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I was VERY happy to get feedback from Jurgen de Leijer product management director, responsible for Oracle Real User experience Insight (RUEI) on my post  “Oracle Forms 11g R 2 RUEI – Real User Experience Insight – The Good The Bad and The Ugly”. He was (not surprisingly) less than happy about my bad and ugly sections and gave some great feedback and information on RUEI. It was so great in fact that I decided to write this follow up, mini retraction and request for further clarification.

Jurgen starts by saying that

“RUEI is not a part of Oracle Forms 11R2 but part of the Application Performance Management features of Enterprise Manager.

The truth is that when I wrote Oracle Real User Experience Insight (RUEI) support is a new feature of Oracle Fusion Middleware 11g R2 “  I copied this from the Oracle Forms 11g Release 2 (11.1.2) New Features  document where it says

Oracle Real User Experience Interaction (RUEI) is a feature of Oracle Fusion Middleware that provides non-intrusive monitoring, giving insight into how a user is interacting with an application.”

So thanks for the clarification. You may want to have the Oracle Forms team fix that as well. 🙂

Next you mentioned that RUEI is

“Completely passive and does not require any instrumentation! … It is true that early versions did use the EUM instrumentation but this dependency was removed almost 2 years ago… So in summary “the bad and ugly” described in this review really doesn’t apply as we are not using/requiring any instrumentation.”

I was really happy to read the new version of the RUEI user guide document you sent (In my post I referred to features in the documentation of the previous version of RUEI that used EUM for monitoring and not to version 12c as is available now. (Wasn’t version 12c only released at OOW this October ? ) I must say it is GREAT that you no longer relay on EUM for monitoring. I think we both can agree that EUM was not one of the better monitoring utilities to come from Oracle.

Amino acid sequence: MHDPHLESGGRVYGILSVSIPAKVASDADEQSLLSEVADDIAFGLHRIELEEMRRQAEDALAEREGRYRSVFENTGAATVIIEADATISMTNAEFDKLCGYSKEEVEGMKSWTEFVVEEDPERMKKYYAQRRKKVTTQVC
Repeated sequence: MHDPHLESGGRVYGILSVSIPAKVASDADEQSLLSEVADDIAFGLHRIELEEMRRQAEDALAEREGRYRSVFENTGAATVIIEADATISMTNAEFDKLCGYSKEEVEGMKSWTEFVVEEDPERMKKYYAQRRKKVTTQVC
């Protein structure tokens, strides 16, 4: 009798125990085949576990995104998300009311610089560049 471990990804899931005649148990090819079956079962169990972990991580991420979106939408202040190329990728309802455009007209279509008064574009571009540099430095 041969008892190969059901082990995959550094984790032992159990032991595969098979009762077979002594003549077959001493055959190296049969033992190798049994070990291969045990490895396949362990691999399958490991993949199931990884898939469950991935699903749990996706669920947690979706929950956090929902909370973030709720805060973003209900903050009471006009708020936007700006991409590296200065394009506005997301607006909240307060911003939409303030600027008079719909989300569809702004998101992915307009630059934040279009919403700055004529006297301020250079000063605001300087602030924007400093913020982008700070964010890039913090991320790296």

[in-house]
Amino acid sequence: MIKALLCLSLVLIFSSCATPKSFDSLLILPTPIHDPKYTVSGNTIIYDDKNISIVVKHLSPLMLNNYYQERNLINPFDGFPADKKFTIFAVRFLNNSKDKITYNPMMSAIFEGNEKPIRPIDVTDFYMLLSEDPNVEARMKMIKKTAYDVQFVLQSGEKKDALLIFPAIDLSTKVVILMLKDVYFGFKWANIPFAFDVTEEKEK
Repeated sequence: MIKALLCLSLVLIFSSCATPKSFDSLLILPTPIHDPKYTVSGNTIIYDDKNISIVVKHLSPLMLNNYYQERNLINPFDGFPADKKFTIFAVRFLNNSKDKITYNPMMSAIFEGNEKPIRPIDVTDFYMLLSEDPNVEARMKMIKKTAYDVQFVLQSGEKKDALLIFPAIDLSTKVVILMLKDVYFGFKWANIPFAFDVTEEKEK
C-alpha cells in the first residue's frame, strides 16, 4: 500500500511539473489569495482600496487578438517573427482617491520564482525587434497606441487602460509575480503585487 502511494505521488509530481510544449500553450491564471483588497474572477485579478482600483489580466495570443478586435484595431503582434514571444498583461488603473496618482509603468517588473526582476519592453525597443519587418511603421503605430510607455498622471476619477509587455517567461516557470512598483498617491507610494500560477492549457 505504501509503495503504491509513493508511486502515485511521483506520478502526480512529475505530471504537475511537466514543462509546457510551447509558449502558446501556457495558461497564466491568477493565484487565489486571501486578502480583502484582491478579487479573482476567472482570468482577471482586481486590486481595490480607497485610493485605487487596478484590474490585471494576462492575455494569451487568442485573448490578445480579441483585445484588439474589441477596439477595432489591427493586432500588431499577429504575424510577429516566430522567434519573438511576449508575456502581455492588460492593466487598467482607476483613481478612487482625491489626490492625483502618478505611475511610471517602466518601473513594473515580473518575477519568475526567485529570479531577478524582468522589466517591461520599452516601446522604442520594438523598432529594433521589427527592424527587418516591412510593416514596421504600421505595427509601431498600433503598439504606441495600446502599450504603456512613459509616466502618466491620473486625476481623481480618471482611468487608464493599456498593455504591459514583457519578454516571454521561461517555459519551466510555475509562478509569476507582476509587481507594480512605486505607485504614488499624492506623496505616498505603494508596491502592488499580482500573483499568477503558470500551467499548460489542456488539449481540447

Doing passive monitoring is incredible and what all forms adminstrators hope to achieve but only if it generates meaningful data that can provide system and application managers an in-depth understanding of the behaviors and functioning of the system.  I wanted to take this opportunity to try and clarify exactly how this passive monitoring will work for Oracle Forms stand-alone systems.

For EBS systems I understand this passive monitoring is easier.  As Oracle EBS is a packaged app you supply predefined mappings of form names, functional descriptions, application names and you can probably even define processes that are reoccurring across the system. However for Oracle Forms stand alone systems this is much trickier.  Developers worldwide have created very diverse, multi-lingual, multi purpose systems that can be hard to gather this type of data without requiring any instrumentation.  In the document you referred us to Oracle® Real User Experience Insight User’s Guide 12c Release 1 it says: